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Allegations of racism unfounded and insulting

Many have been quick to analyze the recent Labor Day riots at the Virginia Beach oceanfront from afar, judging the actions of both the students and the police without understanding the motives of either group. I feel it is time for a third perspective from someone who resides in and knows well the city of Virginia Beach.

As a black student who grew up in (and still lives in) the predominately white city of Virginia Beach, I am offended by any racial judgements made by outsiders about Virginia Beach based on this single incident -- such as the tasteless cartoon published recently in The Tech [Sept. 15]. While no city is free from racial, sexual, and cultural bigotry, Virginia Beach can hardly be considered a racist city. I have been the victim of racial slurs or discrimination in California, Alabama, and New Jersey. But never have I ever been openly discriminated against in Virginia Beach. To suggest that the citizenry or government of Virginia Beach is racist is an insult to me and all of my friends (white and black) that make up our proud resort city.

The black students who participated in the riots invented a number of excuses for the confrontation, all of which place the blame on the city and none of which I believe is of any merit.

Student leaders and others outside the resort community have charged that the government adopted a confrontational attitude. It is true that the city prepared for the inevitable worst, but this was clearly justified by the animalistic behavior of black students during the previous years of the Greekfest.

Many of the black students argued that race played a factor in the treatment they received from the local police, suggesting that white students would have been treated differently. I argue that had 100,000 white students rioted in the streets, breaking windows, looting shops, and vandalizing property, the city's reaction would have been exactly the same.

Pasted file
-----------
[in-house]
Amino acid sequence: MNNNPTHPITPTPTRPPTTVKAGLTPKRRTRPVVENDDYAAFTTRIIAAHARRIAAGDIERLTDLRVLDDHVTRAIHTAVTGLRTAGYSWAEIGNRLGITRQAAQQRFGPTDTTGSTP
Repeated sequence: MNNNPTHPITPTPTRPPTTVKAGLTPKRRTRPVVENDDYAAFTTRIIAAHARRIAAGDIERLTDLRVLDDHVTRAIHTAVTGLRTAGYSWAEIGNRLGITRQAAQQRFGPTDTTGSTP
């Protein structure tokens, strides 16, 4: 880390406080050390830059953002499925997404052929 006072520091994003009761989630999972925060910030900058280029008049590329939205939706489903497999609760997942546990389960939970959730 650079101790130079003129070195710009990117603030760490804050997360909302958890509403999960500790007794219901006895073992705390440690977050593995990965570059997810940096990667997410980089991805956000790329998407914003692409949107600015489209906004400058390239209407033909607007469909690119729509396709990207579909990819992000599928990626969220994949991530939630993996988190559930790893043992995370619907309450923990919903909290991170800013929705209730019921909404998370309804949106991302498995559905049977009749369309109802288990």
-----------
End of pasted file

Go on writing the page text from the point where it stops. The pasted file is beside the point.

Those black students who participated in the riots have claimed that the police (and the Virginia National Guard) who responded to the disorder used excessive force. Although "excessive force" is hard to define, escape from it is not. The police provided the students with ample opportunity to return to their hotel rooms, yet the students chose to confront the police instead.

Feeble attempts abound to make even the small businesses of Virginia Beach a scapegoat for these unrestrained students by accusing businesses of overly inflating prices, supposedly to keep the students away. Common sense says that keeping any well-behaved group of patrons away is bad for the bottom line; supply and demand clearly explains why raising prices during peak periods is good for it.

The issue of what happened in Virginia Beach is more complex than can be described in a letter to the editor. Videotape of the incident has shown clips of police brutally striking students who disobeyed police orders intermixed with shots of rioting students kicking in store windows and looting businesses. Neither atrocity can be justified soundly, but I believe both can be explained and prevented in the future.

Virginia Beach neither needs nor wants another riot like the one that happened that Labor Day weekend. But we who live in the city of Virginia Beach neither need nor want a group of people -- black or white -- to destroy our peaceful community and then point the finger of blame at us.

Michael B. Williams G->